Consider the Lobster: The Big Red Ethical Conflict
In the article “Consider the Lobster” by David Foster Wallace, Wallace forms an argument discussing whether it is morally ethical to eat lobster.
I agree with Wallace’s decision to discuss the cruel ending of a lobster’s life, but feel that in order to come to an ethical conclusion on the consumption of animals, the cruelty of killing that animal must also be considered. Some believe that this is okay because it’s said that Lobsters cannot feel pain, while others disagree strongly.
The conflict between these two point of views is not only seen in the case of Lobsters but also in the consumption of other animals as discussed by Wallace. Crustaceans and all animals have the capacity to suffer which is haunting to most people. The idea of subjecting an animal to death strictly for our consumption is greatly frowned upon by people who do eat meat and people like vegans and vegetarians. In this reading, Wallace begins to illustrate the pain that these lobsters may be in. He uses imagery to provoke emotion in the reader and gets them to question their stance on the conflict by explaining the death of lobsters: “Even if you cover the kettle and turn away you can usually hear the cover rattling and clanking as the lobster tries to push it off” (Wallace 467).
The thought of this creature suffering and boiling alive is sickening to many people and they believe that it should be stopped. PETA Mayo 2specifically has been seen at many recent lobster festivals and apparently has a plan to boycott them eventually. As stated by PETA, “Humans consume tens of millions of them each year in the United States alone” (PETA, Lobsters and Crabs Used for Food). Contrary to many, some scientists have proven that lobsters can feel pain just as other animals can and actually have a quite sophisticated nervous system. After learning this my view shifted somewhat towards this side of the argument.
For many who learn this, lobsters are cut out of their diets along with crabs and other crustaceans. But PETA and other organizations know that this fact isn’t enough to get people to understand the cruelties of these acts. In Rockland, Maine — “A woman wearing lobster claws, a bikini bottom, pasties, red body paint and nothing else attracted attention downtown during a protest launched by People for the Ethical Treatment of Animals” (Curtis, BDN Midcoast, PETA’s Protest). The protest aimed to take action against the annual Maine Lobster Festival discussed in Wallace’s article. Asking attendees to think about what they are eating and what pain it went through while dying hoping that it would impact some of them. Although, PETA has tried and will continue to, I feel that not enough people will support them to shut down the consumption of lobsters because of how much people enjoy them.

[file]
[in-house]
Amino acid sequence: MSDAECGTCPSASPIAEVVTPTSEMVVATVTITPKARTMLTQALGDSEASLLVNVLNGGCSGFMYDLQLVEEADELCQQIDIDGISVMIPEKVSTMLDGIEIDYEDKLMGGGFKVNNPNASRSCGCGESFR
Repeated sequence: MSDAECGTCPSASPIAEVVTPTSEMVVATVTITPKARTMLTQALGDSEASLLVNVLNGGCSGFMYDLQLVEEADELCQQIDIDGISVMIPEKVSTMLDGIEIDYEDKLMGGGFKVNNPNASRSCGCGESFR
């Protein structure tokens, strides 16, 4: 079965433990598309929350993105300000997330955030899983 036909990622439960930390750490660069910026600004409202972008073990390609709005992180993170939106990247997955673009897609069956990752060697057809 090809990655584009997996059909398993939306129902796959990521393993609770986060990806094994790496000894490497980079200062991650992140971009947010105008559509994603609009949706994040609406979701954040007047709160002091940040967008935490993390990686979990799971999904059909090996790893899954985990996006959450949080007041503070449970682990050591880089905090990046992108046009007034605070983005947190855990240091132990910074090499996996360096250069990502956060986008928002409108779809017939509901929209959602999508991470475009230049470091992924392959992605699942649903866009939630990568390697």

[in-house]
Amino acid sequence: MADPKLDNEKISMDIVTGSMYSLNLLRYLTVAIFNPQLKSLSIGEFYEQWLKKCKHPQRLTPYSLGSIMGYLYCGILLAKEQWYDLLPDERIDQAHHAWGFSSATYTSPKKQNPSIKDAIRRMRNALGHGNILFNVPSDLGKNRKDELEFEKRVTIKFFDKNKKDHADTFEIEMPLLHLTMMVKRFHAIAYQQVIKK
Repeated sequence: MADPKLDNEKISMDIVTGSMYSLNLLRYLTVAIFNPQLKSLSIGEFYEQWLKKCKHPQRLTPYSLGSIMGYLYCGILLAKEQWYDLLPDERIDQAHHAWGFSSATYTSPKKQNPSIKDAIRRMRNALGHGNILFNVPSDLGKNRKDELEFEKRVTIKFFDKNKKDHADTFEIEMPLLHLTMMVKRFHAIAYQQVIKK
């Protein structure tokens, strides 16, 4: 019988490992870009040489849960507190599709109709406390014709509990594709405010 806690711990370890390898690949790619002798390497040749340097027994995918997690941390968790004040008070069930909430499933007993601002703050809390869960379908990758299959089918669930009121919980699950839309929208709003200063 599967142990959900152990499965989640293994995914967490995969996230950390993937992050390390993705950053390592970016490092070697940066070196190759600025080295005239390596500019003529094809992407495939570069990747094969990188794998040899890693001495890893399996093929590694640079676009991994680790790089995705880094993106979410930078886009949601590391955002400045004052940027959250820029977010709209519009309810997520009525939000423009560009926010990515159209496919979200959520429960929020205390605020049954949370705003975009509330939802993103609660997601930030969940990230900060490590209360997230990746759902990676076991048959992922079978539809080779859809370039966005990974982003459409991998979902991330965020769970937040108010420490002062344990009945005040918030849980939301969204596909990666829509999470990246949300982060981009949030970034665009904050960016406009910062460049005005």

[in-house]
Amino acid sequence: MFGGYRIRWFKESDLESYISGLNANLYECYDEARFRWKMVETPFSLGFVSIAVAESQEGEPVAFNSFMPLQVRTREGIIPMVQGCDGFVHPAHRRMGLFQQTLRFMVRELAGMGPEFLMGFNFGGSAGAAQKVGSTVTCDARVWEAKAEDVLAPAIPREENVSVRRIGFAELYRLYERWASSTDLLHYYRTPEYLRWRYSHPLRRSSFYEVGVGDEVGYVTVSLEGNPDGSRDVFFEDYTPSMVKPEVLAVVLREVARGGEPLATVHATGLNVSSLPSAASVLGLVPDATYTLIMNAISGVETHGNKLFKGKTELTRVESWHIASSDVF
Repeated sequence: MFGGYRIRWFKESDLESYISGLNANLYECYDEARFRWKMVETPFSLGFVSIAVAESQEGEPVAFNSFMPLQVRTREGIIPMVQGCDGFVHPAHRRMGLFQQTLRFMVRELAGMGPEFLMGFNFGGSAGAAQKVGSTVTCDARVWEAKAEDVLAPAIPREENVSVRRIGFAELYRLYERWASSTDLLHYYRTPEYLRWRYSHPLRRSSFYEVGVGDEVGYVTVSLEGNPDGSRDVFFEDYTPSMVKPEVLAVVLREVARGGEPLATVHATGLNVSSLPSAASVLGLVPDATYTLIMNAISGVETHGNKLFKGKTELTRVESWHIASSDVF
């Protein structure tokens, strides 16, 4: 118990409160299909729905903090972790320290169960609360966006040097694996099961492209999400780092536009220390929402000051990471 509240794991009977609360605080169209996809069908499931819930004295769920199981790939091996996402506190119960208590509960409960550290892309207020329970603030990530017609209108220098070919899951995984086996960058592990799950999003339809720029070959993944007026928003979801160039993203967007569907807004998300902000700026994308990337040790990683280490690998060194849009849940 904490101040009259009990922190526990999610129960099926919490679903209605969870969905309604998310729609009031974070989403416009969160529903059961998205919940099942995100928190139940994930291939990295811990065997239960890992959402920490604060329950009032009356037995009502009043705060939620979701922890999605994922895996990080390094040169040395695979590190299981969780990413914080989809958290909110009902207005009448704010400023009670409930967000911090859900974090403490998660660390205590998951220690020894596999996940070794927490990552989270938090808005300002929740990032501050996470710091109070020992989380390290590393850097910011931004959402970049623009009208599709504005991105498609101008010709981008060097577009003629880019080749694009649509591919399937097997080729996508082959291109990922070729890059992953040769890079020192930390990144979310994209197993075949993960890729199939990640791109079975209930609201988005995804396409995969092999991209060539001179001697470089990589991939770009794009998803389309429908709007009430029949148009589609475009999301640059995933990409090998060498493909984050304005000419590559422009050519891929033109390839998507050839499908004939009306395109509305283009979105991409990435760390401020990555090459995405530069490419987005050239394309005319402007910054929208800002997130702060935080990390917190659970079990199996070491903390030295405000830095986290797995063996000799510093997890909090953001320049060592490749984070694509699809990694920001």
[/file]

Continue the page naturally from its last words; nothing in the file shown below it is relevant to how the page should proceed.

On the other hand, there are believed to be many cruel free options for killing animals, but some people see these issues as irrelevant. To many, it is okay to kill and consume the animals because they believe it is “the cycle of life” or that they don’t feel pain the way we do. Wallace backs up this claim with a statement from a professional Lobsterman stating “There’s a part of the brain in people and animals that lets us feel pain and Lobsters don’t have this part” (Wallace 465). While Wallace does bring up these controversial aspects of eating animals in Mayo 3general, he settles with the belief that “animals are less morally important than human beings. ”
For me, this is a hard pill to swallow. PETA says one thing, while the Lobsterman says another making it confusing on what to believe. I do believe that it isn’t fair for the animals to have to go through pain just be eaten, but I also really enjoy eating lobster and other meats. The whole animal cruelty and eating issue is a complex situation and as stated by Wallace is also very uncomfortable. I have a hard time dealing with this conflict but I believe the best way is to just do what he does “avoid thinking about the whole unpleasant thing” (Wallace 466).
Overall, the conflict of these two opinions is very difficult to follow and side with because each argument makes some very valid points. While boiling lobsters alive may be painful, we struggle with the fact that they aren’t morally as important as human beings. After seeing both arguments I myself cannot even choose a side because there is no definite evidence of anything. So for now, I will continue to eat lobster as I have before and try not to think about the cruelty of the situation.
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